University of Tennessee Extension Receives Funding to Improve Nutrition and Physical Activity

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CDC Award Seeks to Address Obesity in Seven Rural Tennessee Counties

KNOXVILLE, Tenn. — University of Tennessee Extension received $525,000 from the Centers for Disease Control and Prevention (CDC) for the first year in the five-year High Obesity Program (HOP). HOP funds universities working with local cooperative Extensions in mostly rural counties where 40% or more of adults have obesity.

Obesity in the United States affects more than 100 million adults (42%) and 14 million children (20%) and accounts for approximately $173 billion in annual health care costs. According to local data, obesity impacts 35% of Tennessee adults. The HOP funding will allow UT Extension to address health disparities related to poor nutrition, physical activity and obesity.

“UT Extension has offices in each county in Tennessee,” states Soghra Jarvandi, associate professor and UT Extension community health specialist. “Our goal is to collaborate with communities to identify their greatest needs and build upon their unique assets to improve access to nutrition and physical activity.” Jarvandi is leading the UT Extension effort.

Obesity is a complex, common, and costly chronic disease associated with poorer mental health outcomes, stigmatization and reduced quality of life. Obesity also puts people at risk for many other diseases such as diabetes, heart disease, stroke and many cancers.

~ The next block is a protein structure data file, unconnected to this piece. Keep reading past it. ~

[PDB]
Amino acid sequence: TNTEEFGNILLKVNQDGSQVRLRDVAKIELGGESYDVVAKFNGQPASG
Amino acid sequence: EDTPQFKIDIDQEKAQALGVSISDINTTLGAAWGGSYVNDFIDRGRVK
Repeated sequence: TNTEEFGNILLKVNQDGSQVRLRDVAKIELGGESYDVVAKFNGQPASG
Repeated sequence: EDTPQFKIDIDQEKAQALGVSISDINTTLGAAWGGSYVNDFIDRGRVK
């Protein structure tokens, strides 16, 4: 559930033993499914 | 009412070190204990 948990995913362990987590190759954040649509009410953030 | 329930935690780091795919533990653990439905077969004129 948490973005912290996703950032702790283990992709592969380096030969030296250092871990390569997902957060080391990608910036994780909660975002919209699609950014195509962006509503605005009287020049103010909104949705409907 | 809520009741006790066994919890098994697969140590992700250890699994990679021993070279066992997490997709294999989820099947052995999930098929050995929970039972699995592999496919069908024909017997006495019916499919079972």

UT Extension will implement CDC’s HOP program in the following counties: Clay, Crockett, Decatur, Hancock, Hardeman, Haywood and Henderson.

“CDC is excited to announce this new HOP funding to land grant universities in communities with high rates of obesity,” said Terry O’Toole, Ph.D, MDiv, program development and evaluation branch chief in CDC’s Division of Nutrition, Physical Activity and Obesity. “This funding supports local programs to improve access to fresh, healthy foods and opportunities for physical activity with the goal of reducing chronic diseases.”

As one of 16 HOP recipients, UT Extension will work with local county Extension offices to implement proven public health strategies for:

  • Food and nutrition security — promoting food service and nutrition guidelines, expanding fruit and vegetable voucher incentive and produce prescription programs
  • Safe and accessible physical activity — connecting transportation networks to everyday destinations
  • Family healthy weight programs — collaborating with partners to implement family healthy weight programs

A complete list of CDC’s HOP recipients and additional information can be found on the HOP website.

Through its land-grant mission of research, teaching and extension, the University of Tennessee Institute of Agriculture touches lives and provides Real. Life. Solutions.

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